[00:09:00] bookkeeper and then a business tax expert or CFO and then a personal tax expert. So most let's go through them in that order. Most business owners do not want to log all their transactions. categorize the transactions and create an income and expense monthly sheet. Even for people who like money like us and investments. And that sounds awful to me. Sounds terrible. We have a company that does this for us. They have access to the bank account to pull data. Not to transact. They get all the data. They're familiar with our transactions. They know how to categorize them and every month they create a monthly income statement so that we can see exactly how much money we made on things, how much money we spent on things. And what the net profit might have been. So that's a bookkeeper. That person gives us no advice. They don't tell us what we should be doing differently. It takes then a business tax expert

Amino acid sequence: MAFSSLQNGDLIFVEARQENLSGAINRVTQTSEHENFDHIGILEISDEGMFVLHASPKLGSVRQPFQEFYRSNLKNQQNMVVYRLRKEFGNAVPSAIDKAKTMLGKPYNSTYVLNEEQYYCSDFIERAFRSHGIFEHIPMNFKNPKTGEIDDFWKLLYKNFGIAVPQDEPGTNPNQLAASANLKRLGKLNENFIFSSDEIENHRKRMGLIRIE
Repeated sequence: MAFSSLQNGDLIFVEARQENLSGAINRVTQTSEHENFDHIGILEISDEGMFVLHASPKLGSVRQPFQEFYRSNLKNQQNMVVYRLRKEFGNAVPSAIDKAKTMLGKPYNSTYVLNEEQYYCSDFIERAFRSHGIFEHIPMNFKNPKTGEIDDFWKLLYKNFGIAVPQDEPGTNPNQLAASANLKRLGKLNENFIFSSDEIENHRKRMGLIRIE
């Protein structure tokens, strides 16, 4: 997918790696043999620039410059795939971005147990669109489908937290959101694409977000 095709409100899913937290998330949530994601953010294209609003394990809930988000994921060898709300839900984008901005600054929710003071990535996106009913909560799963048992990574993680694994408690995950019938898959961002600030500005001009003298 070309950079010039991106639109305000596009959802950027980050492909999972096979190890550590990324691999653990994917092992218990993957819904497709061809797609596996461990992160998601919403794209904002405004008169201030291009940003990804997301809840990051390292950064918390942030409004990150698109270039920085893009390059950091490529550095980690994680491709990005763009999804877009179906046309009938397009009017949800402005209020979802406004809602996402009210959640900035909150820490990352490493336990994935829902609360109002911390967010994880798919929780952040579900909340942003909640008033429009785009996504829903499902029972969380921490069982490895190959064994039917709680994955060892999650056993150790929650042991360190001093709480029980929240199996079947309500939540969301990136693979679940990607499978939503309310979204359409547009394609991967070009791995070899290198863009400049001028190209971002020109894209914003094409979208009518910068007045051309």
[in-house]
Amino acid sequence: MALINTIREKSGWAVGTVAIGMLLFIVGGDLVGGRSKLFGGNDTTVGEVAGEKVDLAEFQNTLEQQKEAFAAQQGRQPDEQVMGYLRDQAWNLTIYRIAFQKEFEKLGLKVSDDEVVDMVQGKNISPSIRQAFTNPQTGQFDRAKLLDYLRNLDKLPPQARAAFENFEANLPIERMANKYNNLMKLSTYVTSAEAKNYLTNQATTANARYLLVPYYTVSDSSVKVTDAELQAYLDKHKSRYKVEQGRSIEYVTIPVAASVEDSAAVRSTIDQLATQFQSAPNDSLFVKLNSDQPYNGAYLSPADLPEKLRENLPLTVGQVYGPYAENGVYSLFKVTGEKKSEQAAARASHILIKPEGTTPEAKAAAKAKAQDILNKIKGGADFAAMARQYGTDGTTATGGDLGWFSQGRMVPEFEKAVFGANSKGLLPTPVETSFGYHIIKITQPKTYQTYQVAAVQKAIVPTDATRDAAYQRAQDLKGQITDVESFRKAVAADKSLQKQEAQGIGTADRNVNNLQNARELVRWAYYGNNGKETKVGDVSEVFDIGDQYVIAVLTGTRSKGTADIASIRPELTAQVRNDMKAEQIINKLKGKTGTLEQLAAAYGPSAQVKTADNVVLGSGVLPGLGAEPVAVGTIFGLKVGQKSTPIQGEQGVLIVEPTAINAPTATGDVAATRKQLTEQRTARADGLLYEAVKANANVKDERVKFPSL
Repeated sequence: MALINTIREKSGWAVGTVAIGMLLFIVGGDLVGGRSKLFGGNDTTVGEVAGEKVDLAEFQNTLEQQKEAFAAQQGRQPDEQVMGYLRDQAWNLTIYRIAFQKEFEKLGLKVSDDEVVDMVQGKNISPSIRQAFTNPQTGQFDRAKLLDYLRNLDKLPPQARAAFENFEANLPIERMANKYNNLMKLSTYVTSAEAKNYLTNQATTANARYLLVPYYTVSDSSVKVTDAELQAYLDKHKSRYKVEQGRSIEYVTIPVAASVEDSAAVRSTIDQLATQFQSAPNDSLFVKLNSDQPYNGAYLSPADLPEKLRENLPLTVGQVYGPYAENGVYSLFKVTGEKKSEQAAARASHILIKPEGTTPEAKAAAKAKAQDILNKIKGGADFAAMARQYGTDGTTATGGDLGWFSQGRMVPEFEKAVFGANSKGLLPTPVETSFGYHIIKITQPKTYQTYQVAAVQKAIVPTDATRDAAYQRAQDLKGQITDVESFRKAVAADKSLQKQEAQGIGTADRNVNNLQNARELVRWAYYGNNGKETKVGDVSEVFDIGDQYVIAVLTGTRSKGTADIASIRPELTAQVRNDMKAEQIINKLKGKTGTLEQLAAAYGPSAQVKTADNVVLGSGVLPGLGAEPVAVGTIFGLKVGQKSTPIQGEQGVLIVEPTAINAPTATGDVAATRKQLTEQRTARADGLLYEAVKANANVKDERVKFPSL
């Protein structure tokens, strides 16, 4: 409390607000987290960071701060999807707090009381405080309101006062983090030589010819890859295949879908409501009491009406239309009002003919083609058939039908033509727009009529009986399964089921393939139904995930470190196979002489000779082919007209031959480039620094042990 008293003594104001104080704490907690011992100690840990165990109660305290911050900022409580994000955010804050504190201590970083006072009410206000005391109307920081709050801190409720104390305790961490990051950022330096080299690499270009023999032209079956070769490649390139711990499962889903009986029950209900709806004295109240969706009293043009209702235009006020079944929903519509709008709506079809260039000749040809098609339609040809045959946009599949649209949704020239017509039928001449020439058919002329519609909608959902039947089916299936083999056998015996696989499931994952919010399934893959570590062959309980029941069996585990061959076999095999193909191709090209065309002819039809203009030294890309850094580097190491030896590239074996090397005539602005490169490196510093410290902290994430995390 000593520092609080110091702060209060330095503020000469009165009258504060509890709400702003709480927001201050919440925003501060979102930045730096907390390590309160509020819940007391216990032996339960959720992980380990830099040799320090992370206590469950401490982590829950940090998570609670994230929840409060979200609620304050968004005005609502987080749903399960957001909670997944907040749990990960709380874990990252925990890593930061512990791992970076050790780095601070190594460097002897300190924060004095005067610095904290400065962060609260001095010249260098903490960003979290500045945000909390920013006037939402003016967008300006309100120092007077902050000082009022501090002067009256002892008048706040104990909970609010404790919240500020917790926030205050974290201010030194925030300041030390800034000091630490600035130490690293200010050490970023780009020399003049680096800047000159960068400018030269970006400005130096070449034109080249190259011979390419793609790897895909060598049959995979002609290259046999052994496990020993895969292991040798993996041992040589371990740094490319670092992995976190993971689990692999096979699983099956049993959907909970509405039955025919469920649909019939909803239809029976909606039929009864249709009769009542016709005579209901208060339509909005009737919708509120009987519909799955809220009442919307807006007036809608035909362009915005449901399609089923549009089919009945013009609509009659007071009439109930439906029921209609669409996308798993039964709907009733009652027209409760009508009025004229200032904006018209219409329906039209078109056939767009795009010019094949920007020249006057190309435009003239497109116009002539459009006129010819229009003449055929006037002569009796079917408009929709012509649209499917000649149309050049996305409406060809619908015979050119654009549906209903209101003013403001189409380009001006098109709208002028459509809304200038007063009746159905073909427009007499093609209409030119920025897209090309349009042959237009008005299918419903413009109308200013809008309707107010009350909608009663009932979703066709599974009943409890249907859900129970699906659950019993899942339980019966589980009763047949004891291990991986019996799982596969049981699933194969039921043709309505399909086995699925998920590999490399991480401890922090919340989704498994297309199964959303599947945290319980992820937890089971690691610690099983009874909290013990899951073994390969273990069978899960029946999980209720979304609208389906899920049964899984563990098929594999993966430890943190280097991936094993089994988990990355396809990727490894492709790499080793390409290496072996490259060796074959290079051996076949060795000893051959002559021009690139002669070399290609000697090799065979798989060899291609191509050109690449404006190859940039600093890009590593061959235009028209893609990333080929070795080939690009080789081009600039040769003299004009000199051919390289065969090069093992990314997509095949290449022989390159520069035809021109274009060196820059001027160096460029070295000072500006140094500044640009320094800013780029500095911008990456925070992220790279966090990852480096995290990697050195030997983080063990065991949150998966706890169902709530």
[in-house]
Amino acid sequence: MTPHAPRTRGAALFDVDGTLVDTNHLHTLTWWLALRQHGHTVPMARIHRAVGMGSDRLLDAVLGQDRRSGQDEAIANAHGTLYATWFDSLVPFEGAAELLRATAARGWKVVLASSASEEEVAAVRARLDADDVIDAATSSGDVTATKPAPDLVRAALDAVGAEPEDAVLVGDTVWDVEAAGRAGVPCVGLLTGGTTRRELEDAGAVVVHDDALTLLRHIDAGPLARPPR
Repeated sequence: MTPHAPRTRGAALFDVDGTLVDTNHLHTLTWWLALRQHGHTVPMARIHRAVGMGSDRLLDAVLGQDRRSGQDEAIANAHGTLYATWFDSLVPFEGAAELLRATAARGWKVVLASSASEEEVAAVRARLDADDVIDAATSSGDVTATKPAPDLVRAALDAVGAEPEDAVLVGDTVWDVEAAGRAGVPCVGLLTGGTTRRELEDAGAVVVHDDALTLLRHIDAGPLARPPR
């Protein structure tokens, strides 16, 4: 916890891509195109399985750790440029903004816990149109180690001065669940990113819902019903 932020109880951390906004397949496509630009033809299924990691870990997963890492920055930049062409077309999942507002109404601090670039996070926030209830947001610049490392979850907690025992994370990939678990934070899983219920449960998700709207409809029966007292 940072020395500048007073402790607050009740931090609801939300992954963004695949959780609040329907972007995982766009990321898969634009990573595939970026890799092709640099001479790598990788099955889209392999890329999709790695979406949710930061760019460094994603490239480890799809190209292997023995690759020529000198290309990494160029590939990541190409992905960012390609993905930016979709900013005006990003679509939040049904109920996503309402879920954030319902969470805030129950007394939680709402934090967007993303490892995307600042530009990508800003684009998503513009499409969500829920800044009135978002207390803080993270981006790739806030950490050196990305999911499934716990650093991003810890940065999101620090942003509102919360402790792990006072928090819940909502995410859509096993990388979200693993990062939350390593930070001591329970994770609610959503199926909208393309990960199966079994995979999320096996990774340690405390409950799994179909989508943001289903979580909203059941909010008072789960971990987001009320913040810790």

[00:10:00] to periodically review those types of transactions to then say, hey, maybe These could be categorized as this deductible expense, or I noticed you only had a certain amount of a certain expense. Really? Your business doesn't, most of the other customers I have in your industry spend more on X and then the customer says, Oh yeah, we do spend more on that. It's like, well, why am I not seeing that? Where else are you logging those transactions? We should be deducting that. That's a business tax expert. Or the business tax expert might say, Hey, if we file in a different status, maybe an S corp versus LLC, actually a C corp may make sense. Or if we do a C corp, may make sense to do a founder stock where you don't have to pay capital gains or any income on the sale of the business later. This is where a business tax expert is super important. If you are a small business and you're just trying to make the thing work, you don't need this person yet. You're probably just needing to make sure that you have high